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Date: Wed, 26 Aug 2015 21:39:04 -0400
From: Rich Felker <>
Subject: Re: lchmod on Linux

On Thu, Aug 27, 2015 at 12:02:41AM +0200, Laurent Bercot wrote:
> On 26/08/2015 23:09, Tomasz Sterna wrote:
> >One thing could be always returning 0, as this is really a no-op on
> >Linux.
>  I tend to agree with that.
>  does not
> describe EOPNOTSUPP as a possible error code. Is there a reason not
> to make lchmod return 0 when the underlying fchmodat returns

Conceptually I think it's wrong to return 0 when the operation wasn't
performed. There's also an argument to be made that lchmod should be
equivalent to the corresponding fchmodat call; if it were ever
standardized, it almost certainly would be. If there were a strong
compatibility benefit to be had by making it return 0 despite these
things, that would certainly be worth weighing in on, but I don't
think there is any such issue. There are very few users of lchown, and
IIRC the other ones we've found handle it fine already.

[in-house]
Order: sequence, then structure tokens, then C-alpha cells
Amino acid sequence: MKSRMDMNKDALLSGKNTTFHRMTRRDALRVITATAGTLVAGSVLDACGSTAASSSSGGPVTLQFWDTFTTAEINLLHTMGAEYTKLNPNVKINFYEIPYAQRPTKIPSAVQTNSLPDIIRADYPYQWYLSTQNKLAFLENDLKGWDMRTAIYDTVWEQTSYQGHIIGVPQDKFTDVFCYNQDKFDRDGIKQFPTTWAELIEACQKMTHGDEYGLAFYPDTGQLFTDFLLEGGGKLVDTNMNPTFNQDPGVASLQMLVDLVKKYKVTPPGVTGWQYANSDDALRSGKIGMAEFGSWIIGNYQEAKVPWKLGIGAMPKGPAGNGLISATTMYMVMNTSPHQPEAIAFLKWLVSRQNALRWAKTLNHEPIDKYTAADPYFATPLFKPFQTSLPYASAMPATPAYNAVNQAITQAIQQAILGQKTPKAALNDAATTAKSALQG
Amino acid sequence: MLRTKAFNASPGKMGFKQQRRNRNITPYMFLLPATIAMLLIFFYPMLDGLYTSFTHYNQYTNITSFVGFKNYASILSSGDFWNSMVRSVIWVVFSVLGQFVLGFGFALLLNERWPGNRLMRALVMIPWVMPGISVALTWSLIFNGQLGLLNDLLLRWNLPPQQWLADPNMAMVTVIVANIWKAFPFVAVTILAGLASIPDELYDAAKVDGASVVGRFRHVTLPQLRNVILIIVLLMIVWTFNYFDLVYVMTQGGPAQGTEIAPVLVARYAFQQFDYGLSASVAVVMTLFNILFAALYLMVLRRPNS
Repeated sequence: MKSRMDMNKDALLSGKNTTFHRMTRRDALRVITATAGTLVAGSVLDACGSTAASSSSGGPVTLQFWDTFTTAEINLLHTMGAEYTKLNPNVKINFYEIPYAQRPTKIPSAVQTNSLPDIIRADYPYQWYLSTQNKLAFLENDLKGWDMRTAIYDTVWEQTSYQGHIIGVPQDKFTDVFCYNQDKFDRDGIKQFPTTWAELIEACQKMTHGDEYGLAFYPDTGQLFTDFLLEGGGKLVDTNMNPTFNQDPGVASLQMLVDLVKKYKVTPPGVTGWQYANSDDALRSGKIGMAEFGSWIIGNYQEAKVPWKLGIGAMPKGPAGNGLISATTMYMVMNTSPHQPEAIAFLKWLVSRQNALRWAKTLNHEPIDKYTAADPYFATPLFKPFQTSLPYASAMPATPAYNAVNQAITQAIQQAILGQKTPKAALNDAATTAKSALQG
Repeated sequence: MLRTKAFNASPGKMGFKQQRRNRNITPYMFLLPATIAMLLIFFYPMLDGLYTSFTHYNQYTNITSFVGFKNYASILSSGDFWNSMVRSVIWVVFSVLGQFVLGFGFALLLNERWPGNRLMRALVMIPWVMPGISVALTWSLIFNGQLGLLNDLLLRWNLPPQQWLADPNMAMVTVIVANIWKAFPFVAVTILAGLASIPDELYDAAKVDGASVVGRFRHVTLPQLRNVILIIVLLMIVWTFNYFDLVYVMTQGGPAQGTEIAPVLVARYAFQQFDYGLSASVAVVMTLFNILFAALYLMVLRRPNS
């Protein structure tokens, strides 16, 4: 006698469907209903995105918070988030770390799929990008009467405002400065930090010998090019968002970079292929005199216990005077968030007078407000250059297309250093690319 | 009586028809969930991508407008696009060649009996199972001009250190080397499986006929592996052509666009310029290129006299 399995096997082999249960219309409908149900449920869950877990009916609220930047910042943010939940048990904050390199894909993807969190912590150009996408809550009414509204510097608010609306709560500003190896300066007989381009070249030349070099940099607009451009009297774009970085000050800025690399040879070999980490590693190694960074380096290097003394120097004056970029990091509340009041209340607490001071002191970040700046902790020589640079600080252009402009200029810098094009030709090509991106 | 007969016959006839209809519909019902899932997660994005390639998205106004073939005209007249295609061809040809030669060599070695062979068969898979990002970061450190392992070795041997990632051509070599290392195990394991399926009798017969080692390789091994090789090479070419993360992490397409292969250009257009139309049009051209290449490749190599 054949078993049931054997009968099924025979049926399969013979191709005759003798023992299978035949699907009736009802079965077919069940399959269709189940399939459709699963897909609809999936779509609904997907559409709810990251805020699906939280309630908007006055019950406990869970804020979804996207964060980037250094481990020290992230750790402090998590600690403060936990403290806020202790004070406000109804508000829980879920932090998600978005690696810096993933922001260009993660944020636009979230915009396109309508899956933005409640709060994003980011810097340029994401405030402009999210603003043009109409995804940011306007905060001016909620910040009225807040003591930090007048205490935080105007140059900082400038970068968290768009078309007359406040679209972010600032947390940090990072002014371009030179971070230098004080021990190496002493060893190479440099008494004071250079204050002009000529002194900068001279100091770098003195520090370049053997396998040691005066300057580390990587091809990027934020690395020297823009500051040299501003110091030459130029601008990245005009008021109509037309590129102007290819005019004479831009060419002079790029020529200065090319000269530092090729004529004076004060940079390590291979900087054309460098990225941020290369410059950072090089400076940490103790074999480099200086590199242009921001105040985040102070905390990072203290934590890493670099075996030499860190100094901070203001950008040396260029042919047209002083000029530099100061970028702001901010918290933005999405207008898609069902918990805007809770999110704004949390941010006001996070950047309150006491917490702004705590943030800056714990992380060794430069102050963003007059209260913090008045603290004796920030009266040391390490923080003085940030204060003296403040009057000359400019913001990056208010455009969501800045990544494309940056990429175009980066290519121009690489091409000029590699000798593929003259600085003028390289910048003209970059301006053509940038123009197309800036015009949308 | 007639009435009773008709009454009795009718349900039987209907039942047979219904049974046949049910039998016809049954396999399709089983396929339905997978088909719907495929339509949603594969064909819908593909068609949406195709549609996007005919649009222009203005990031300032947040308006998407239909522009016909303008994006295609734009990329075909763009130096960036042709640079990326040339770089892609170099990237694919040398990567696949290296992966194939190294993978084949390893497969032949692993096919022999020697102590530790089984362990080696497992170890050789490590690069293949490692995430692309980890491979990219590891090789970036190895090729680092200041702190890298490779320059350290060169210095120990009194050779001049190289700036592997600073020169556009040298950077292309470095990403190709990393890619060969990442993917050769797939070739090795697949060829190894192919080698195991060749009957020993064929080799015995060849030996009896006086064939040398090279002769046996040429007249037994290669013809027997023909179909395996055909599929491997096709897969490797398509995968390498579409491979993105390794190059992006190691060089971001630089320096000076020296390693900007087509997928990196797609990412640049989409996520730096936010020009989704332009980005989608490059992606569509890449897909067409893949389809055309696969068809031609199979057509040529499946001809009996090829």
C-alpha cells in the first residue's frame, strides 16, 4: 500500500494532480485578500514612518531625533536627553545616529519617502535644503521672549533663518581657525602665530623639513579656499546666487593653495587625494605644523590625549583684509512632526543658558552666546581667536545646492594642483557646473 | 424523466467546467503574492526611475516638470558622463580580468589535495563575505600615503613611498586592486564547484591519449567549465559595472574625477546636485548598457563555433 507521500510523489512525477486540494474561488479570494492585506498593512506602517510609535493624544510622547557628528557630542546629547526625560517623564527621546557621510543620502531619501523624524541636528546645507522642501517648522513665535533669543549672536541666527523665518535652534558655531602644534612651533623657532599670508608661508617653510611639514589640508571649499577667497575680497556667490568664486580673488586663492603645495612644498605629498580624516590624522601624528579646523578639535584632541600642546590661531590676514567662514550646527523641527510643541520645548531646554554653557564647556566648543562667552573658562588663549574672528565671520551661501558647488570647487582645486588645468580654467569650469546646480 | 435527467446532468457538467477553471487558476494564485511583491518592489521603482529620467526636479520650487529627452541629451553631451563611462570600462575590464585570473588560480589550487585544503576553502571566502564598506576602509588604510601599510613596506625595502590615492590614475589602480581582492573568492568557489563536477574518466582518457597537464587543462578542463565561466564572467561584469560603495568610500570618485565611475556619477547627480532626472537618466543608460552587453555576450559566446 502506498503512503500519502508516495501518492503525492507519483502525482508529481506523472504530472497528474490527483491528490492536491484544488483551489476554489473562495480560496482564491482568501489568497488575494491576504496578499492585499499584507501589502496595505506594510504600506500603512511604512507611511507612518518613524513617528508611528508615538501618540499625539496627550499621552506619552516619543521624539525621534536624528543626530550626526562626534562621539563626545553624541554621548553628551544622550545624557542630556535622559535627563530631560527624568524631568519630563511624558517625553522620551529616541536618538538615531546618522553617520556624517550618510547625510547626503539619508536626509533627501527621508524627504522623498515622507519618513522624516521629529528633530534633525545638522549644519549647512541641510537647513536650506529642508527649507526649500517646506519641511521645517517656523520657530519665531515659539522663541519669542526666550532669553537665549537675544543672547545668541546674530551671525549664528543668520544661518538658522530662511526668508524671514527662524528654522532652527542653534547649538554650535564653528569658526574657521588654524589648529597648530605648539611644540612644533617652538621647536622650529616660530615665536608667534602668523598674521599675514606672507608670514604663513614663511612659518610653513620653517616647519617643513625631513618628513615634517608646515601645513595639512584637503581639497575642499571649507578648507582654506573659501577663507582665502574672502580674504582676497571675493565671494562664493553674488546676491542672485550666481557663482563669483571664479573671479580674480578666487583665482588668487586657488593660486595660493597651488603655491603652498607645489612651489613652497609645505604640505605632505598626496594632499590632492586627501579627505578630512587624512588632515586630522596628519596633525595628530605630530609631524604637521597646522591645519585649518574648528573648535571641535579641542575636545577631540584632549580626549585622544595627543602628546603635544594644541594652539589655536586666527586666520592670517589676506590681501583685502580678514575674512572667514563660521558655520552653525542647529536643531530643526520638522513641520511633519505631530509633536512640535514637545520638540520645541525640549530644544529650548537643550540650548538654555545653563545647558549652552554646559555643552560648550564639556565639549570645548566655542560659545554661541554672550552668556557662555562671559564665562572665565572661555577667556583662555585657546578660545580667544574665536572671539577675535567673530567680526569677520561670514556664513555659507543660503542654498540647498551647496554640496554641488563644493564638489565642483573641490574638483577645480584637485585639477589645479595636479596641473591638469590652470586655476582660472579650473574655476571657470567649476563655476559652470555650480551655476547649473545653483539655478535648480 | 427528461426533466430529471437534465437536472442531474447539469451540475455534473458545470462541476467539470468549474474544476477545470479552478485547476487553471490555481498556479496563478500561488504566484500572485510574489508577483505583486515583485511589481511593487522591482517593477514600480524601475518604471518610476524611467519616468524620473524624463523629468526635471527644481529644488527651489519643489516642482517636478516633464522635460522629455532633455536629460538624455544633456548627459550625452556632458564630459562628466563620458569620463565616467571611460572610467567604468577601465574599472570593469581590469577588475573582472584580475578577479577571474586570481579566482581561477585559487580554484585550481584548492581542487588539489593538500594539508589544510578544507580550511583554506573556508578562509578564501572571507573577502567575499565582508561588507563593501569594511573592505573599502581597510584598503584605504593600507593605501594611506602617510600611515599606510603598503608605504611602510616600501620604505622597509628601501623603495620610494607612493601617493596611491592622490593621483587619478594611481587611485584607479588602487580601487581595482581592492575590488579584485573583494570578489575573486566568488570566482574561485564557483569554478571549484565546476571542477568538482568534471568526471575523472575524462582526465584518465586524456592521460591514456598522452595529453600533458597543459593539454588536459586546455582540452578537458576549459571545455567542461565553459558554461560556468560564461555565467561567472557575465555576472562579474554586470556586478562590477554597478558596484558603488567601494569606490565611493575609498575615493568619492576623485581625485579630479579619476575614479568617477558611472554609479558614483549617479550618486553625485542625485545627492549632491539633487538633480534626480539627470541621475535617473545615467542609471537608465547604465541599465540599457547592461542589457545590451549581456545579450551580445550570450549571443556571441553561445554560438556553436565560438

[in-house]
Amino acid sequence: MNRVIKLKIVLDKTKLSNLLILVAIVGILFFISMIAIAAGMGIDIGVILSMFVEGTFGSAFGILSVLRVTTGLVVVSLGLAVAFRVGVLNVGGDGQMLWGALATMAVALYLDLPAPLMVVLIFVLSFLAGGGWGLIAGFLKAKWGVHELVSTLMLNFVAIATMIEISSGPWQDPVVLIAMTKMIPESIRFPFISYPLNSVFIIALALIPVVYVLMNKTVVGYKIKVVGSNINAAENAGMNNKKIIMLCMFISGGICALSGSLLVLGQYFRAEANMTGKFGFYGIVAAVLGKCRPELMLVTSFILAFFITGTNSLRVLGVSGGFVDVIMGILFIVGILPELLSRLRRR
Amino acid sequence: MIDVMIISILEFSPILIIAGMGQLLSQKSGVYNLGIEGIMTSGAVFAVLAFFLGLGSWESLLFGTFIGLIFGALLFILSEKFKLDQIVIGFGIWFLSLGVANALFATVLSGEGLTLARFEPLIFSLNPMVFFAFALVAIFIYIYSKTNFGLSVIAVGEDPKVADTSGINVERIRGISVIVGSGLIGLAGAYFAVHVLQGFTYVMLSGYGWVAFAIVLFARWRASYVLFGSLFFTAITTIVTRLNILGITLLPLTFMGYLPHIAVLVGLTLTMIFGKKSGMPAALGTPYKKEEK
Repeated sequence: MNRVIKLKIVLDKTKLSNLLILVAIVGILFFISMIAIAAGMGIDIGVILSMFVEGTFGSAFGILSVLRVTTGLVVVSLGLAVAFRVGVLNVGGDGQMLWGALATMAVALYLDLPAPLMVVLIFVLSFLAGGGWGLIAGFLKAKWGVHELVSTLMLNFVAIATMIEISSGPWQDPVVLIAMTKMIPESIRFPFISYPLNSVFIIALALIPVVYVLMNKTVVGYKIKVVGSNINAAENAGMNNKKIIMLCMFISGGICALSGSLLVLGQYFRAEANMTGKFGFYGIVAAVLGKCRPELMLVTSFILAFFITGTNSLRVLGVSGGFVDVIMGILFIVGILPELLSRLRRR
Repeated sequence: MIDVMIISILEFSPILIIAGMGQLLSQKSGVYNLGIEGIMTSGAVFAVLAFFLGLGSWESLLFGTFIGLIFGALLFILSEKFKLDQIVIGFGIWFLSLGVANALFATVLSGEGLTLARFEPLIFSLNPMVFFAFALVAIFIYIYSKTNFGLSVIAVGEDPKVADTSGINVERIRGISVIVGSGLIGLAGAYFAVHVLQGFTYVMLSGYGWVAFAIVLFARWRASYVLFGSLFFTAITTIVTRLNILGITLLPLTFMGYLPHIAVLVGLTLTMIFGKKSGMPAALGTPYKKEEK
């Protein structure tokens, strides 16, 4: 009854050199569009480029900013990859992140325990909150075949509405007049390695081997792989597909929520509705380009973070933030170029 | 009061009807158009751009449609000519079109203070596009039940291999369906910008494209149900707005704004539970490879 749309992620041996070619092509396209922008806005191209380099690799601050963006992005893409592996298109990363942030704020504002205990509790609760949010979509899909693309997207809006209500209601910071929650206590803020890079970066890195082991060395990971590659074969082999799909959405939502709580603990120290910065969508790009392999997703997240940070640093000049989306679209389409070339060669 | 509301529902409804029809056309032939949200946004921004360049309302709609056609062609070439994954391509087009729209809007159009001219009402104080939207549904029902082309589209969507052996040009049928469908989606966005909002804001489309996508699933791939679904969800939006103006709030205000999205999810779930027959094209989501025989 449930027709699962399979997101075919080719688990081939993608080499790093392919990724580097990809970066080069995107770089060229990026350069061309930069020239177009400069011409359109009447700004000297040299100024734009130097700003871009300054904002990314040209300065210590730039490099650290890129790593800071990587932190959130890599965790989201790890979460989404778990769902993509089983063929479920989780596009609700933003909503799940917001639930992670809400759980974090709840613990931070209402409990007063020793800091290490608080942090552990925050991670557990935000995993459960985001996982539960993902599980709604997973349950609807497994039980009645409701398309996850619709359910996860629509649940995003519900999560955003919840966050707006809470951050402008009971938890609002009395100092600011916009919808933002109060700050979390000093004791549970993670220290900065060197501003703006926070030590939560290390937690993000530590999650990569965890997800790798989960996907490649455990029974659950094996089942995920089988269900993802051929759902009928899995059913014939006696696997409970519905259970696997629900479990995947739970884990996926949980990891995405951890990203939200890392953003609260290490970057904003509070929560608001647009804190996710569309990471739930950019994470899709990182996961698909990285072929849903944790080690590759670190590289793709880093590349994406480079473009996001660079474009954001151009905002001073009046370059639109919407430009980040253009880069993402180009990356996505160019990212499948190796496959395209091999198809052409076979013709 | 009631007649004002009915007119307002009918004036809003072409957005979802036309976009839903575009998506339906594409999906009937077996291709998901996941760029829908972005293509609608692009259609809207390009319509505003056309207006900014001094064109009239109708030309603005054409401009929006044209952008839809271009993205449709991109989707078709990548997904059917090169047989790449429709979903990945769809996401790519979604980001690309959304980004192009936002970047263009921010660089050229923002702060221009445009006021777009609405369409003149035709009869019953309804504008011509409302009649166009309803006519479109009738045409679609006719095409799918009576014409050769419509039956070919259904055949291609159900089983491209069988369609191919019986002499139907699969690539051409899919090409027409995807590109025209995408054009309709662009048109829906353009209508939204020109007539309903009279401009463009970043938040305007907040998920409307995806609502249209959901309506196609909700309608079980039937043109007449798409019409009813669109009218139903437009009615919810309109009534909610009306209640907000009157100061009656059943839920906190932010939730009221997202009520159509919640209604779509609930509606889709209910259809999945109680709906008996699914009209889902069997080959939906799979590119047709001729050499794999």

> >>EOPNOTSUP is a documented result for fchmodat, [...]
> >Is it a documented result for lchmod? (Google is no help here.)
>  Not according to the FreeBSD doc.
>  The thing is, lchmod() is not POSIX, it's only BSD (I could find
> doc for FreeBSD and MacOS X); the best behaviour is not to use it
> at all. What libarchive should really do is to replace lchmod() with
> fchmodat() and explicitly test for EOPNOTSUPP.

I agree entirely with this. lchown should not be used at all if
fchmodat is supported, since the latter has standardized behavior you
can rely upon. Can we just propose a patch to libarchive to use
fchmodat when it exists and properly check for EOPNOTSUPP?


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